On 02/05/2008, I authored a post “Benevolent Dictators Make Good Government”. Examples are King David – Israel – (1010 BC –970 B.C.) in ancient times and General Douglas McArthur – Japan – (1945 –1947) in modern times. I started musing about what I would do if I were absolute dictator of the United States to fast track our country back to a position of greatness and prosperity. Therefore I am submitting a series of posts to PA Pundits (many controversial) about how I would provide solutions to the major issues facing our nation.
I would issue an order that would set up walls of separation in the financial world. Banks will be limited to traditional functions of the banking industry, brokerage houses will be limited to traditional roles in stocks and bonds, and insurance companies will be limited to traditional roles of selling insurance. One of the major problems with Wall Street had been a blurring of roles for these industries. The financial crisis was the result of a fundamental failure from Wall Street to Washington. Wall Street took irresponsible risks that they didn’t fully understand and Washington did not have the authority to properly monitor or constrain risk-taking at the largest firms. When the crisis hit, they did not have the tools to break apart or wind down a failing financial firm without putting the American taxpayer and the entire financial system at risk. Also, I will issue an order that hedge funds, derivatives, and speculators will be outlawed. Commodities are the latest Wall Street instruments that need to be rigidly controlled. Compensation for all company officers will be voted on at annual stockholder meetings, not determined by a Corporate Board of Directors. This will make compensation packages responsive to the shareholders and what they feel is the performance of the management team. In addition, Congress will be directly responsible for corporate negligence or fraud (Bernard Madoff), and not delegated to some third party or agency. Since I eliminated the Securities and Exchange Commission (SEC) and Federal Reserve (Fed), Congress will be accountable to the voters for the control and health of these industries.
There has been a move under way by some economists and liberals in Congress to cap CEO salaries at $500,000. This shows that Marxism/Communism and class envy/class warfare are alive and well. Karl Marx said, “From each according to his abilities, to each according to his needs”. Limiting CEO salaries to $500,000 for top managers who are responsible for the livelihood of thousands of people is ridiculous. Steve Jobs, Apple, Inc., has an annual salary of $1, but made $616 million last year. Why should only executives of corporations be subject to the cap? There is no reason movie directors, movie stars, and athletes should be immune. Why not limit the compensation for Steven Speilberg ($332 million), Angelina Jolie ($20 million per movie), or Alex Rodriquez ($28 million)? In a free capitalist society, the marketplace and stockholders determine the compensation package. CEO’s are paid what the board of directors and stockholders decide is the value of their contribution to the organization. There is a quote attributed to Babe Ruth, when asked by a reporter why he was demanding $80,000 a year when President Herbert Hoover was only paid $75.000. Ruth replied, “I had a better year than Hoover”.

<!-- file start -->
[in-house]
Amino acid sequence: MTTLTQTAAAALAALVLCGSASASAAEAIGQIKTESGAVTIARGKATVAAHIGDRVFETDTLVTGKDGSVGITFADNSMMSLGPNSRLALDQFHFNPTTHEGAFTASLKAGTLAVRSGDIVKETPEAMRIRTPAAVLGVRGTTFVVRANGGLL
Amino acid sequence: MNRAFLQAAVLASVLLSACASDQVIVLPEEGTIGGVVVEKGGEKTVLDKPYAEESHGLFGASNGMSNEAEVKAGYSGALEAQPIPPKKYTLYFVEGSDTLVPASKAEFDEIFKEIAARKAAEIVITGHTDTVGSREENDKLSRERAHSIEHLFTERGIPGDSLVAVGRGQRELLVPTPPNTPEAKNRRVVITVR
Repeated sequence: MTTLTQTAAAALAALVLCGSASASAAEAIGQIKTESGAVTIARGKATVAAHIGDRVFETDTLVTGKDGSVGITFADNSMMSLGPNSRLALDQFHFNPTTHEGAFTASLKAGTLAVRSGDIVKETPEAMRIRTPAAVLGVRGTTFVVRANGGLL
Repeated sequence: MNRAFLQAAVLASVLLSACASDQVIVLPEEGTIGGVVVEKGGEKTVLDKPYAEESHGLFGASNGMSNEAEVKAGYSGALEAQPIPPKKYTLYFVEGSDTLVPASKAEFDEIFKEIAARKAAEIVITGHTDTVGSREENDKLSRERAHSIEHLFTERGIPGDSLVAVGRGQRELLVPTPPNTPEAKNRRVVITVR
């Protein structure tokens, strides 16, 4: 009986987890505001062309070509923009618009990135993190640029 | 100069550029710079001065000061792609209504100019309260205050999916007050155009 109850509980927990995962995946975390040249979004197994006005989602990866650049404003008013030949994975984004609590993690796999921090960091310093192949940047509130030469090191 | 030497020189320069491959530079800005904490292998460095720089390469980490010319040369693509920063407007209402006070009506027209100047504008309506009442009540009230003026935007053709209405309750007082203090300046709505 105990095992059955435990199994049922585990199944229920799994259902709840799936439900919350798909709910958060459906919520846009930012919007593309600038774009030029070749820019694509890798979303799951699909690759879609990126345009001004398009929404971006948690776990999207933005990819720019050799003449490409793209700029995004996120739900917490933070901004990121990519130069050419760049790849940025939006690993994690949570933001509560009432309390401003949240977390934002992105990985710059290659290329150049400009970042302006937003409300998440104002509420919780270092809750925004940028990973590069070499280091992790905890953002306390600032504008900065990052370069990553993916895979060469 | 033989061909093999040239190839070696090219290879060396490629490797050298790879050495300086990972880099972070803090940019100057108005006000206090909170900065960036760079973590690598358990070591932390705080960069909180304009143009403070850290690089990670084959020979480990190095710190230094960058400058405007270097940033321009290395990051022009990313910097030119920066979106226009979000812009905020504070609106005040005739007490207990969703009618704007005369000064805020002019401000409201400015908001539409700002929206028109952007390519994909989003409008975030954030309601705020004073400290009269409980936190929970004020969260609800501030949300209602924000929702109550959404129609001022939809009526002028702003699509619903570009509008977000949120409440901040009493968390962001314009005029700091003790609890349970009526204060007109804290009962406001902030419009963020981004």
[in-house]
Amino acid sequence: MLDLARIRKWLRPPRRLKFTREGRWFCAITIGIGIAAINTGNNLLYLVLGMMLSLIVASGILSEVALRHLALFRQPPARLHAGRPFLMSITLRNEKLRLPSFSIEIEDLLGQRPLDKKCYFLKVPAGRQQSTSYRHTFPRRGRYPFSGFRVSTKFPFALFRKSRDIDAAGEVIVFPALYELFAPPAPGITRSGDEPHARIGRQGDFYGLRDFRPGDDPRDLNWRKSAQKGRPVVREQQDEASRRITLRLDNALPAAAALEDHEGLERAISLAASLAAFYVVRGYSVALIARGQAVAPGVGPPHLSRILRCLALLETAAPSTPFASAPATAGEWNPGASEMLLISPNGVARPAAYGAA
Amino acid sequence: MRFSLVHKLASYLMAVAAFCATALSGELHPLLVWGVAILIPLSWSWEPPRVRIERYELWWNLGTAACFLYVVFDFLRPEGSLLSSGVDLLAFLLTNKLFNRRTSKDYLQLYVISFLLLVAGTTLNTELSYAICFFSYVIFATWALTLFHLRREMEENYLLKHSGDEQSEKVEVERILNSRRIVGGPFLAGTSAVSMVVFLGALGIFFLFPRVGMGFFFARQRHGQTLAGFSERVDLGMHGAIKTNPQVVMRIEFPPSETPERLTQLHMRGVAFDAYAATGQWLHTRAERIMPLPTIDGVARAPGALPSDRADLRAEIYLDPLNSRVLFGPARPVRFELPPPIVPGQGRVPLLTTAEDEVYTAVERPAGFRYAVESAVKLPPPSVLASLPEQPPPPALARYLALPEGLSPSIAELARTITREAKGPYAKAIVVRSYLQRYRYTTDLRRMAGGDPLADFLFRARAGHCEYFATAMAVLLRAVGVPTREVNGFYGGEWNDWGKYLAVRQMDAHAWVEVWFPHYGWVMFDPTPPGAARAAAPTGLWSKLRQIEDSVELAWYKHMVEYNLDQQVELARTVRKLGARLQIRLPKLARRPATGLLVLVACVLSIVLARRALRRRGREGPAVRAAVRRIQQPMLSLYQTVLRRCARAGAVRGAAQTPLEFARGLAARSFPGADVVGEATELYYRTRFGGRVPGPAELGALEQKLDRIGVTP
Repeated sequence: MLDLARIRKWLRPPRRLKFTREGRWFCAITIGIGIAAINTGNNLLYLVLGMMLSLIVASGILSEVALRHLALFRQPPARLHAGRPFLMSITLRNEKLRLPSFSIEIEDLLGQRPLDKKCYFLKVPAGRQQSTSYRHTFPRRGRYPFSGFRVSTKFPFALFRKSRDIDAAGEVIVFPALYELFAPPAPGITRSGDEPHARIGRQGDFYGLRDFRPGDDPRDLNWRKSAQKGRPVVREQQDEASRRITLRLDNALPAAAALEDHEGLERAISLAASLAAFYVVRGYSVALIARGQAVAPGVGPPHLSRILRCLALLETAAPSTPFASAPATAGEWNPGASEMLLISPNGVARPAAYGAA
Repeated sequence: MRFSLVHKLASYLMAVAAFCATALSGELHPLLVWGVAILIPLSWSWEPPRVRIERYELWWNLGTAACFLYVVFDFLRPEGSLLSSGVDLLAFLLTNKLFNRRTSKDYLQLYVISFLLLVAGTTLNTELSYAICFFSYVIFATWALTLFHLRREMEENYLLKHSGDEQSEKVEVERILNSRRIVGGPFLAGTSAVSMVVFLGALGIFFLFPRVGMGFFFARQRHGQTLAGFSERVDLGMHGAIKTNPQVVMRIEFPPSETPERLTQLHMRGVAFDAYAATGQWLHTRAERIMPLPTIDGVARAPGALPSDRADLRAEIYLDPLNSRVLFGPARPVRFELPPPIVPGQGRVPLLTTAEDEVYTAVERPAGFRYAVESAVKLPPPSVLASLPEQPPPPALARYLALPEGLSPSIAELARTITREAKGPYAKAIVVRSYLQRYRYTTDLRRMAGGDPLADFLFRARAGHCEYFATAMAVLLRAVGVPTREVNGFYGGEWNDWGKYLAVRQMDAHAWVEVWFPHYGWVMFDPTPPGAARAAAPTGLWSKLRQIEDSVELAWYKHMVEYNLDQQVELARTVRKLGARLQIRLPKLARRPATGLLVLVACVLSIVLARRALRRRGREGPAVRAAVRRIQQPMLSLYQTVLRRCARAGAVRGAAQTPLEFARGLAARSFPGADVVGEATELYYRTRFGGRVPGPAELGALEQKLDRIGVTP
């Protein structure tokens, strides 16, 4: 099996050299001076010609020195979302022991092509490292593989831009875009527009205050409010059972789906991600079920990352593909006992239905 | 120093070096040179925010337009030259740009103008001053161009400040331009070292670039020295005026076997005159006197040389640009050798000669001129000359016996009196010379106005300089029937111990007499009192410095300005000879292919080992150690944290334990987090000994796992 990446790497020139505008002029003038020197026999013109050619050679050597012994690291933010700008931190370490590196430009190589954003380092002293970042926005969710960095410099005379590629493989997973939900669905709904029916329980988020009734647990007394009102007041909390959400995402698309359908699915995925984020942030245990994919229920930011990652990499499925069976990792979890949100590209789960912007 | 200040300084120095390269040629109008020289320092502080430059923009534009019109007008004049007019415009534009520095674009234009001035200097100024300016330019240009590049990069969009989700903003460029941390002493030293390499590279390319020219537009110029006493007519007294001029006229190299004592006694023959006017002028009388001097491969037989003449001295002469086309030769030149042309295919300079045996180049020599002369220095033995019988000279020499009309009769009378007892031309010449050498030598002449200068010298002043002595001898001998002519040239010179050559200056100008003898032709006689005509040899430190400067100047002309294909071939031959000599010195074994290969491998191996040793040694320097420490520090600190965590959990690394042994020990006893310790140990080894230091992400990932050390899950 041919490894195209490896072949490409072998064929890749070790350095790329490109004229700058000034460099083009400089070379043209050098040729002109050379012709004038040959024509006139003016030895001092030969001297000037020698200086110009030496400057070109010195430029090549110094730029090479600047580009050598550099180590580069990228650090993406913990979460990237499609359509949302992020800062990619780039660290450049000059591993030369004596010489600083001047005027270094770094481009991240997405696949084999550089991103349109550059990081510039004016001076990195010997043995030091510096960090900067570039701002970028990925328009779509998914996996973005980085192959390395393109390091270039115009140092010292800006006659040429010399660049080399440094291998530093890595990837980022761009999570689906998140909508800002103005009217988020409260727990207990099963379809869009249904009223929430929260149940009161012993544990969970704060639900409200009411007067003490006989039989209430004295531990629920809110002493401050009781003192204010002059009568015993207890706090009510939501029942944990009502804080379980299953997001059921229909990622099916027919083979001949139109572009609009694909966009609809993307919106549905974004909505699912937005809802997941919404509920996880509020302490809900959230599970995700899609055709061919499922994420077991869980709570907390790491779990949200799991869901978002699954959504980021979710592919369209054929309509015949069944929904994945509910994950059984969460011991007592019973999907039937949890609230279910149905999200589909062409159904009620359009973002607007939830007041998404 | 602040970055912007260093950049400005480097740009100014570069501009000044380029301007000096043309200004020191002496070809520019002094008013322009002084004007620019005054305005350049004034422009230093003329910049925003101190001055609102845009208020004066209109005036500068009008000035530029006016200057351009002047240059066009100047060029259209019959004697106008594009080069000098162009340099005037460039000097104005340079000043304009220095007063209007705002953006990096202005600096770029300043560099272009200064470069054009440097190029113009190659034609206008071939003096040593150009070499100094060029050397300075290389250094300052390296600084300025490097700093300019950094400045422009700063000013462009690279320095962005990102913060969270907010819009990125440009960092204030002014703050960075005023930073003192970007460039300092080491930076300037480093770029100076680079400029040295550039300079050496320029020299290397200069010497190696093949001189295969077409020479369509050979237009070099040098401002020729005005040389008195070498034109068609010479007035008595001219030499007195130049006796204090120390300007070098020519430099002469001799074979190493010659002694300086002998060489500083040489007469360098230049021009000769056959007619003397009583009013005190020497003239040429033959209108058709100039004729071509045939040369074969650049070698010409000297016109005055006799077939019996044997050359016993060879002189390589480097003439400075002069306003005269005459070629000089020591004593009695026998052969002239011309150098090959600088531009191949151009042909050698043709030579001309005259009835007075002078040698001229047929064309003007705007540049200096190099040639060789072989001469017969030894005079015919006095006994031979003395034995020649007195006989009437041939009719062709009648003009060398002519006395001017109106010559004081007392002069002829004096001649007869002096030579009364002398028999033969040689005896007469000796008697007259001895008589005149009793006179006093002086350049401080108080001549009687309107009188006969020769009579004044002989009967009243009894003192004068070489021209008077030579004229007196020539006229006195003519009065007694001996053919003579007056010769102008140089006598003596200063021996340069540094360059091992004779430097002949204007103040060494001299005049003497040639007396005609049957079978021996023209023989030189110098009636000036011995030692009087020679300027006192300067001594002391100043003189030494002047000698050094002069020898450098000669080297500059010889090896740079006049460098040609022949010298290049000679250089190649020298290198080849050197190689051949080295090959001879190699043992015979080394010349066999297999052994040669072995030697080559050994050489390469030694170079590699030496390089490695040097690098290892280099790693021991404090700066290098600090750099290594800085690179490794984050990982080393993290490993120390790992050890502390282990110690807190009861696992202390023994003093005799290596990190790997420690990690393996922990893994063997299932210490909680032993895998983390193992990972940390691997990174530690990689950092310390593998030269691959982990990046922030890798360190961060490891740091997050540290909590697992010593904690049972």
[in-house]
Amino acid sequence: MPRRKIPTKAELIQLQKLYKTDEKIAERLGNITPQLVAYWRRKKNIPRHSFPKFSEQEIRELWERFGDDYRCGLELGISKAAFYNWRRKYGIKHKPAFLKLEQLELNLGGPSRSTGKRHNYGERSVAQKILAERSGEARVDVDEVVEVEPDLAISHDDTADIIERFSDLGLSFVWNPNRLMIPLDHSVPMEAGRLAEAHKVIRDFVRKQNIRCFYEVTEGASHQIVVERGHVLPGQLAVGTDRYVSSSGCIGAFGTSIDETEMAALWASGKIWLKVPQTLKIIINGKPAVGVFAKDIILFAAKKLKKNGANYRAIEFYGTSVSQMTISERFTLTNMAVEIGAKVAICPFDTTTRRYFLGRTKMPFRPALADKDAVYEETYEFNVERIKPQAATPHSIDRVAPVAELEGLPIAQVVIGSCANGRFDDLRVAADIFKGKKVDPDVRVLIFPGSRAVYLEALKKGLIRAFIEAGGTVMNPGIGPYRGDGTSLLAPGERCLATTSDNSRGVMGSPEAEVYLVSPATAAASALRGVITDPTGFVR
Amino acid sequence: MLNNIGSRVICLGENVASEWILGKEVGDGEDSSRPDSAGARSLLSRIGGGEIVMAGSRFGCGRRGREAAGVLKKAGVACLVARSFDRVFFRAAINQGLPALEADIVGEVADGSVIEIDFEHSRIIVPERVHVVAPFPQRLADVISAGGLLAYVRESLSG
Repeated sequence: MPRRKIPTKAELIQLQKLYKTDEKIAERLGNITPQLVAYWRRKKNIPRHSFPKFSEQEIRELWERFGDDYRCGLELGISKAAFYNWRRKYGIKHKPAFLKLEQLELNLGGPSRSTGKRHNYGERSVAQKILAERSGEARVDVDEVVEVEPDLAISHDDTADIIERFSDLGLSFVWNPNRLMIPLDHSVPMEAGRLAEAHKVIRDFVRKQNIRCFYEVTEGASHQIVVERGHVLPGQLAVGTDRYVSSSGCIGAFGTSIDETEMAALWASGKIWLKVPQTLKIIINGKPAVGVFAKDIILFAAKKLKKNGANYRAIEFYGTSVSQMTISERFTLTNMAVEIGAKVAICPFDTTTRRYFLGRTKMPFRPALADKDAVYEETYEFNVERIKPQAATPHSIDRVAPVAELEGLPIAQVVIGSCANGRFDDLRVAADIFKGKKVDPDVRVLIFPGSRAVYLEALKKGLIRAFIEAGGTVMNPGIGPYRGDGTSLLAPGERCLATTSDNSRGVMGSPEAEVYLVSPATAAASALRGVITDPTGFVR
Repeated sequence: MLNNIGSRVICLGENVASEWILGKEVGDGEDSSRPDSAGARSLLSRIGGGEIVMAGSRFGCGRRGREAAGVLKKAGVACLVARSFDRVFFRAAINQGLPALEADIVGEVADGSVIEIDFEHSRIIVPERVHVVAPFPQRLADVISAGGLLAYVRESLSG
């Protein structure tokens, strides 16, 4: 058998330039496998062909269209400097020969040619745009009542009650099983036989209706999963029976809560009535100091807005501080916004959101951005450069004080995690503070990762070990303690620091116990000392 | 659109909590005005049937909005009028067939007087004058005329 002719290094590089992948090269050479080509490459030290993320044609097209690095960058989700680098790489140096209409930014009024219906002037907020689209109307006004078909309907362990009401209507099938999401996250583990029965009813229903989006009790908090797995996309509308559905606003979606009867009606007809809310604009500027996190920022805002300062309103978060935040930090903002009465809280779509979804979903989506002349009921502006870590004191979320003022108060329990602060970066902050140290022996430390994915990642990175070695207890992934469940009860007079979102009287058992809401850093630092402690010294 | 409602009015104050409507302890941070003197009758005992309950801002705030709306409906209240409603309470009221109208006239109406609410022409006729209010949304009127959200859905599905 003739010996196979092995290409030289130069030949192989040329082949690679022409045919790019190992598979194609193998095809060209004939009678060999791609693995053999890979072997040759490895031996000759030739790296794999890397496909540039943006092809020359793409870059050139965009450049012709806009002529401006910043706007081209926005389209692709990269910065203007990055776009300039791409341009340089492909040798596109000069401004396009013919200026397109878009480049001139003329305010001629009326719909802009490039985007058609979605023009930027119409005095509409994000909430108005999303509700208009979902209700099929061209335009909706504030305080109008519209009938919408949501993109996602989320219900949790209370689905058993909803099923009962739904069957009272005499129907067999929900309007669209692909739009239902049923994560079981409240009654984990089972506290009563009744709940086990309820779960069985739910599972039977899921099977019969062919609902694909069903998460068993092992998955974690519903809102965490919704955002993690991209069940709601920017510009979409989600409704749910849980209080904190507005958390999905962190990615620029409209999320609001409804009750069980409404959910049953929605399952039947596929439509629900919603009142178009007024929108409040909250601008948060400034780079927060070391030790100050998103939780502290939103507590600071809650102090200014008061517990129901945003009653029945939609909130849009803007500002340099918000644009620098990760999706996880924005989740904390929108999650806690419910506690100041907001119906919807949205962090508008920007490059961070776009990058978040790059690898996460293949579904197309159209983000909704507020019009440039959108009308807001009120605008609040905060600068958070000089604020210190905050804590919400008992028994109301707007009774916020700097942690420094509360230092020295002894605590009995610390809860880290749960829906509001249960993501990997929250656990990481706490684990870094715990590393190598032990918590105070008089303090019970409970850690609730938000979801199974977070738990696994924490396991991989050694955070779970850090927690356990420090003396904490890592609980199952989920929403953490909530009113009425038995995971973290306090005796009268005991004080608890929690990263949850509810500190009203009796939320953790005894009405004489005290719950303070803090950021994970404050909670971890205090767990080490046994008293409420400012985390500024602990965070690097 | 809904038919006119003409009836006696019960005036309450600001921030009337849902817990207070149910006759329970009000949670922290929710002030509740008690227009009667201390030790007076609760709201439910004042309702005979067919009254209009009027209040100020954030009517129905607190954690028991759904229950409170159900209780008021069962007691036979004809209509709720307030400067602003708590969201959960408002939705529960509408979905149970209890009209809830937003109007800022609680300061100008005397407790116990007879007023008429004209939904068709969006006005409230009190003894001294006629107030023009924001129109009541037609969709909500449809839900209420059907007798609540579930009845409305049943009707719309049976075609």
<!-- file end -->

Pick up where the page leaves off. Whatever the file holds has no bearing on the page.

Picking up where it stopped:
“The point is, ladies and gentleman, that greed, for lack of a better word, is good. Greed is right, greed works. Greed clarifies, cuts through, and captures the essence of the evolutionary spirit. Greed, in all of its forms; greed for life, for money, for love, for knowledge has marked the upward surge of mankind.” Gordon Gekko – In the movie Wall Street (1987).
As Gordon Gekko said, “Greed is good”. However, hedge fund managers have taken greed to a new level, and hedge funds need to be eliminated. As major markets and economies careened downward last year, 25 top managers reaped a total of $11.6 billion in pay by trading above the pain in the markets, according to an annual ranking of top hedge fund earners by Institutional Investor’s Alpha magazine James H. Simons, a former math professor who has made billions year after year for the hedge fund Renaissance Technologies, earned $2.5 billion running computer-driven trading strategies. John A. Paulson, who rode to riches by betting against the housing market, came in second with reported gains of $2 billion, and George Soros, also a perennial name on the rich list of secretive moneymakers, pulled in $1.1 billion. Their earnings were not unscathed by the extensive shakeout in the markets. In a year when losses were recorded at two of every three hedge funds, pay for many of these managers was down by several million, and the overall pool of earnings was about half the $22.5 billion the top 25 earned in 2007.
The managers’ compensation, which was breathtaking in the best of times, is eye-popping after a year when hedge funds lost 18 percent on average, and investors withdrew money en masse.